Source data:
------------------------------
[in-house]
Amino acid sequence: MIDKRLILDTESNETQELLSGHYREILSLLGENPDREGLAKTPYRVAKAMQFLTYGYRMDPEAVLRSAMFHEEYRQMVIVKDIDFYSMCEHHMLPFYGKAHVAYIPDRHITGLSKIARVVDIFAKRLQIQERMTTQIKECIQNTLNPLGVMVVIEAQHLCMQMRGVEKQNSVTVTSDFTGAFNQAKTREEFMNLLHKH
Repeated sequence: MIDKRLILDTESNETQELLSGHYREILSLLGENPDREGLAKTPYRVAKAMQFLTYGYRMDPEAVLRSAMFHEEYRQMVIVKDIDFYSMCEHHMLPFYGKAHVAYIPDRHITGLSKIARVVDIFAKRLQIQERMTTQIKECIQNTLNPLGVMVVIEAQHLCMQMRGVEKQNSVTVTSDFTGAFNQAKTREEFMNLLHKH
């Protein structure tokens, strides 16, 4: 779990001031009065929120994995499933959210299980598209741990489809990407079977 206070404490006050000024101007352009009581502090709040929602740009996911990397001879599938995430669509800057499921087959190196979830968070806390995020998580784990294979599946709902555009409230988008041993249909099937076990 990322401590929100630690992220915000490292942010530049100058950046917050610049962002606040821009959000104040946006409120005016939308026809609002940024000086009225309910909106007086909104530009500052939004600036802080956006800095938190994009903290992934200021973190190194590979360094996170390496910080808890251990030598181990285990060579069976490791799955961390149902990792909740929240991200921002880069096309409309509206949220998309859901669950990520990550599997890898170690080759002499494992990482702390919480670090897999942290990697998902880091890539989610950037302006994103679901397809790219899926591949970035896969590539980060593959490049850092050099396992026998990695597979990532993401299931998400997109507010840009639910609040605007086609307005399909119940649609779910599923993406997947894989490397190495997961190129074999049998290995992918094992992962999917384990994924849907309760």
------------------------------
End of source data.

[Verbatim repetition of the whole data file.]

[in-house]
Amino acid sequence: MIDKRLILDTESNETQELLSGHYREILSLLGENPDREGLAKTPYRVAKAMQFLTYGYRMDPEAVLRSAMFHEEYRQMVIVKDIDFYSMCEHHMLPFYGKAHVAYIPDRHITGLSKIARVVDIFAKRLQIQERMTTQIKECIQNTLNPLGVMVVIEAQHLCMQMRGVEKQNSVTVTSDFTGAFNQAKTREEFMNLLHKH
Repeated sequence: MIDKRLILDTESNETQELLSGHYREILSLLGENPDREGLAKTPYRVAKAMQFLTYGYRMDPEAVLRSAMFHEEYRQMVIVKDIDFYSMCEHHMLPFYGKAHVAYIPDRHITGLSKIARVVDIFAKRLQIQERMTTQIKECIQNTLNPLGVMVVIEAQHLCMQMRGVEKQNSVTVTSDFTGAFNQAKTREEFMNLLHKH
């Protein structure tokens, strides 16, 4: 779990001031009065929120994995499933959210299980598209741990489809990407079977 206070404490006050000024101007352009009581502090709040929602740009996911990397001879599938995430669509800057499921087959190196979830968070806390995020998580784990294979599946709902555009409230988008041993249909099937076990 990322401590929100630690992220915000490292942010530049100058950046917050610049962002606040821009959000104040946006409120005016939308026809609002940024000086009225309910909106007086909104530009500052939004600036802080956006800095938190994009903290992934200021973190190194590979360094996170390496910080808890251990030598181990285990060579069976490791799955961390149902990792909740929240991200921002880069096309409309509206949220998309859901669950990520990550599997890898170690080759002499494992990482702390919480670090897999942290990697998902880091890539989610950037302006994103679901397809790219899926591949970035896969590539980060593959490049850092050099396992026998990695597979990532993401299931998400997109507010840009639910609040605007086609307005399909119940649609779910599923993406997947894989490397190495997961190129074999049998290995992918094992992962999917384990994924849907309760």